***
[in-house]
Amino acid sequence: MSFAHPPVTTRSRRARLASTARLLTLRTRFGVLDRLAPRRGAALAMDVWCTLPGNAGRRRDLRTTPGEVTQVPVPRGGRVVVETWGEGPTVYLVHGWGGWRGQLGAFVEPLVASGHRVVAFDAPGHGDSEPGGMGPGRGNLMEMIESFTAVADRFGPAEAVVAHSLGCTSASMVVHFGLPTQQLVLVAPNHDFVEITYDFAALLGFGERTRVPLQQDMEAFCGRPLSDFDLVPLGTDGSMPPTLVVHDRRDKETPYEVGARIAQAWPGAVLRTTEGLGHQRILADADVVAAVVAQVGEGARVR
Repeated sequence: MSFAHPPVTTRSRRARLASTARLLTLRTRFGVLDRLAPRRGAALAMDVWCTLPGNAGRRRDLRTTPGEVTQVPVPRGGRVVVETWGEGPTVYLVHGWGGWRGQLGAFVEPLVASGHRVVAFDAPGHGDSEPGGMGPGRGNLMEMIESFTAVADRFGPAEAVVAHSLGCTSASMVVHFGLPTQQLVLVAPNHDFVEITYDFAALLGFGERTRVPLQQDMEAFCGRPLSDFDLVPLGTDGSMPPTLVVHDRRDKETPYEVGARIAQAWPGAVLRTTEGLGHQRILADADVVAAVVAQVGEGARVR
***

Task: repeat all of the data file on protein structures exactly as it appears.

[in-house]
Amino acid sequence: MSFAHPPVTTRSRRARLASTARLLTLRTRFGVLDRLAPRRGAALAMDVWCTLPGNAGRRRDLRTTPGEVTQVPVPRGGRVVVETWGEGPTVYLVHGWGGWRGQLGAFVEPLVASGHRVVAFDAPGHGDSEPGGMGPGRGNLMEMIESFTAVADRFGPAEAVVAHSLGCTSASMVVHFGLPTQQLVLVAPNHDFVEITYDFAALLGFGERTRVPLQQDMEAFCGRPLSDFDLVPLGTDGSMPPTLVVHDRRDKETPYEVGARIAQAWPGAVLRTTEGLGHQRILADADVVAAVVAQVGEGARVR
Repeated sequence: MSFAHPPVTTRSRRARLASTARLLTLRTRFGVLDRLAPRRGAALAMDVWCTLPGNAGRRRDLRTTPGEVTQVPVPRGGRVVVETWGEGPTVYLVHGWGGWRGQLGAFVEPLVASGHRVVAFDAPGHGDSEPGGMGPGRGNLMEMIESFTAVADRFGPAEAVVAHSLGCTSASMVVHFGLPTQQLVLVAPNHDFVEITYDFAALLGFGERTRVPLQQDMEAFCGRPLSDFDLVPLGTDGSMPPTLVVHDRRDKETPYEVGARIAQAWPGAVLRTTEGLGHQRILADADVVAAVVAQVGEGARVR